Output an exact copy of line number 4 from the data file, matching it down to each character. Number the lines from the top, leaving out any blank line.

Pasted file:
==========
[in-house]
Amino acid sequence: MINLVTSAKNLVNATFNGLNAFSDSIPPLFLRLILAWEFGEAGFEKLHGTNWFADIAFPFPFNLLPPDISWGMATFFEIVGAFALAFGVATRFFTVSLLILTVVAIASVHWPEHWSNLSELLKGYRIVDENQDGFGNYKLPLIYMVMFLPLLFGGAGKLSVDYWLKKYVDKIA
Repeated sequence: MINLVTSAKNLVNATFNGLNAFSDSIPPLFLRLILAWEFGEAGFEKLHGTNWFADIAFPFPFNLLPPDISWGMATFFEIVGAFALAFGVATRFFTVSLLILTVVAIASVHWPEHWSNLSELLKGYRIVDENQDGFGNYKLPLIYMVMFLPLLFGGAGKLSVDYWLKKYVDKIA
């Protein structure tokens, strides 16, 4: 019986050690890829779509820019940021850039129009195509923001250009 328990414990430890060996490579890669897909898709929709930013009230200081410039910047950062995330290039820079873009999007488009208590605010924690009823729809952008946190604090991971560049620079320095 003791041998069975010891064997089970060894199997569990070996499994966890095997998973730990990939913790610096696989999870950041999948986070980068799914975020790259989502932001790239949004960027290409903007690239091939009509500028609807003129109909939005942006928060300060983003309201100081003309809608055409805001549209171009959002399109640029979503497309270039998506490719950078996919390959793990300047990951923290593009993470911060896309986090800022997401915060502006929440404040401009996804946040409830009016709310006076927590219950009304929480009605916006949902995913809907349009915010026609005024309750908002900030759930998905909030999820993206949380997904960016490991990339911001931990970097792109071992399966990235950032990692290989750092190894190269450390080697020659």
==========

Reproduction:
């Protein structure tokens, strides 16, 4: 019986050690890829779509820019940021850039129009195509923001250009 328990414990430890060996490579890669897909898709929709930013009230200081410039910047950062995330290039820079873009999007488009208590605010924690009823729809952008946190604090991971560049620079320095 003791041998069975010891064997089970060894199997569990070996499994966890095997998973730990990939913790610096696989999870950041999948986070980068799914975020790259989502932001790239949004960027290409903007690239091939009509500028609807003129109909939005942006928060300060983003309201100081003309809608055409805001549209171009959002399109640029979503497309270039998506490719950078996919390959793990300047990951923290593009993470911060896309986090800022997401915060502006929440404040401009996804946040409830009016709310006076927590219950009304929480009605916006949902995913809907349009915010026609005024309750908002900030759930998905909030999820993206949380997904960016490991990339911001931990970097792109071992399966990235950032990692290989750092190894190269450390080697020659």